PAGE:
The Anonymous Widower

William Hill Plans 700 Store Closures Putting 4,500 Jobs At Risk

The title of this post is the same as that of this article on the BBC.

This is the first three paragraphs.

Bookmaker William Hill has said it plans to close about 700 betting shops, which could lead to 4,500 job losses.

The firm said the move followed the government’s decision in April to reduce the maximum stake on fixed-odds betting terminals to £2.

Since then, the company added, it had seen “a significant fall” in gaming machine revenues.

So should we protect problem gamblers from themselves or those who work in betting shops?

I should add, that my late wife was a barrister specialising in family matters. She would say that many divorces were the result of at least one of the four main additions; alcohol, drugs, gambling and tobacco.

In my view, it was an enormous mistake to allow fixed odds betting terminals into betting shops in the first place.

Anybody with a modicum of sense or knowledge of the betting industry, knows of the problems gambling can create.

The terminals were introduced in 2001, when Tony Blair was Prime Minister and Gordon Brown was Chancellor.

As Theresa May, Jeremy Corbyn, Phil Hammond and John McDonnell don’t look the sort to wager a lot of money on these machines, it will be interesting to see, who gets the blame for the job losses at William Hill and the additional job losses that will surely happen at other betting shop chains.

 

July 4, 2019 - Posted by | World | , , , ,

4 Comments »

  1. This is very interesting. I agree that the terminals shouldnt have been in betting shops anyway. But it is my opinion that the government are losing a lot of revenue from people giving up smoking. So they are encouraging gambling as a source of revenue. Advertising of gambling is much easier than it used to be. And I know from conversations I have that the online betting sites are causing problems, particularly for women. What happens is that people – often women – are tempted by TV adverts to gamble “for free” of very cheap gambling with a chance to win what to them is big money. To a lot of young women at home with young kids sums like £50.00, or even £20.00 can seem like a fortune. And for many within a few weeks they have gambled away all the available credit on their cards, and some will have got more credit from somewhere – a new credit card, payday loans, someone else’s credit card etc because HEY – they are going to are going to get a HUGE win with the very next bet. And they borrow more and more and more so they can get rich – which is how they think. Sadly closing all those betting shops is more likely to increase gambling – online with few restrictions – rather than lessen gambling.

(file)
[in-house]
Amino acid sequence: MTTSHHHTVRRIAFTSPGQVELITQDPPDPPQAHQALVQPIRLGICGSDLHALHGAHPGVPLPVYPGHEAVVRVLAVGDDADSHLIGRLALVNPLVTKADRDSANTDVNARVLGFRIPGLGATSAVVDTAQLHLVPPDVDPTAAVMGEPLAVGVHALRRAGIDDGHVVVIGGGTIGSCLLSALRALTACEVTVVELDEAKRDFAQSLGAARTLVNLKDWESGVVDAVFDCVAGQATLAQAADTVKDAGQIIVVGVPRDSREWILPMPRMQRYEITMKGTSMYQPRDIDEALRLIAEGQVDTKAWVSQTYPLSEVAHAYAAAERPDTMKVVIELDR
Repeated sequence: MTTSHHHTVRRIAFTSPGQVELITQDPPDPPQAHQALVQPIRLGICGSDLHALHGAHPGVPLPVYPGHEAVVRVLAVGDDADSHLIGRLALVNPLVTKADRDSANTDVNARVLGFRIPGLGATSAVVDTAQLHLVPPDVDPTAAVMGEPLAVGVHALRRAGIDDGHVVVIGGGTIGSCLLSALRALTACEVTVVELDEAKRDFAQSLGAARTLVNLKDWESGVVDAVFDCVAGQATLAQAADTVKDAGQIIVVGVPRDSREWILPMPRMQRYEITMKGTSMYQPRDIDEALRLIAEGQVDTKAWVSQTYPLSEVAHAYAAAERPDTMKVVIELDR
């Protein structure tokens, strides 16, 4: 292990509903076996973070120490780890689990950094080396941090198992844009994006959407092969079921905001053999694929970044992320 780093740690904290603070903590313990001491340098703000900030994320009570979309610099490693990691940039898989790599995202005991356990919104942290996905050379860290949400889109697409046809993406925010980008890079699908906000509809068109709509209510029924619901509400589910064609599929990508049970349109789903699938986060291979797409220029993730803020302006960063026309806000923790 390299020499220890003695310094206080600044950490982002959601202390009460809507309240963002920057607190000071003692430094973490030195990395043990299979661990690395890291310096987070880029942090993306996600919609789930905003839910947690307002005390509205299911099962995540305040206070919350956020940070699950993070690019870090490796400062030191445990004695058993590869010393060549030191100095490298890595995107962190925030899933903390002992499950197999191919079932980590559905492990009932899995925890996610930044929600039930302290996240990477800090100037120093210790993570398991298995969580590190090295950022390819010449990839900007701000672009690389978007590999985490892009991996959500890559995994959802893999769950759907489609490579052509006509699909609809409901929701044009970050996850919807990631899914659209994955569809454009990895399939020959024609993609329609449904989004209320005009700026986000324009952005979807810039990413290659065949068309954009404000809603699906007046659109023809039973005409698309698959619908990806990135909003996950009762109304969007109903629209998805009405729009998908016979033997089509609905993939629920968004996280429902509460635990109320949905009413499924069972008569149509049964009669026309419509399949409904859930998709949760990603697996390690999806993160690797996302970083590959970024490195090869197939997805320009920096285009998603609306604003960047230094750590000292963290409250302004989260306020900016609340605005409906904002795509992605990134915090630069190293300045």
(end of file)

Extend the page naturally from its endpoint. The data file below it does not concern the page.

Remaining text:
Comment by Liz P | July 4, 2019 | Reply

    • Celia outlined a similar tale several times. But a lot of the worst online gambling sites are outside the jurisdiction of the UK and often controlled by US, Russian or Chinese inyerests. But was it ever any different? How many times do you read of an important person, whose father gambled it all away? My father was a successful gambler on the horses and even after his serious syroke he could still bet on the horses and win. Although my mother had to go down the shop to put the bet on! I’ve had some very successful bets, but I rarely if ever do it these days. But then I grt the same on-line buzz as gambling, by investing in Zopa. I certainly get a better teturn, than I would in a bank or building society!

      Comment by AnonW | July 4, 2019 | Reply

  2. I don’t gamble at all. The only time I tried roulette etc I enjoyed it too much; I wasn’t using my own money, and wasn’t going to try again using my own money. I occasionally played fruit machines years ago. I taught my girls the danger of gambling; they liked to go to the local bowling place, which has various low stake gaming machines. When we went I would give them 50p each for the 2p one which involved trying to push lots of other 2ps down – can’t remember the name. They both played until they had no money left. But then one day they asked if they could save to money to buy something instead. I grew up around gambling, I was playing poker because I was in school; my mother had a lot of uncles, and every family party they would get the cards out, and myself and my cousin were allowed to join in. They played for halfpennies, and at the end they split the pot between myself and my cousin. I am inclined to try Zopa though.

    Comment by Liz P | July 4, 2019 | Reply

  3. This is my first comment on your blog ANONW and I’m really sorry to hear about why you are writing it (although I’m glad that you did). I agree, the terminals shouldn’t have been allowed in the first place, although hindsight is a wonderful thing. Commentators have said that the closures would have happened anyway. Many high street stores are closure due to high rates and rents. There were to many betting shops in the first place, sometimes you get two of the same brand opposite one another in the same street.

    It’s being blamed on the terminals, but if that’s a large chunk of their business, it was a bad business. I expect it’s due to many issues, including online competition. I’d ban all advertising of gambling personally. Your wife was right.

    Keep up the good work with the blog. You aren’t alone, we share this blog journey with you.

    Comment by Lee | July 10, 2019 | Reply


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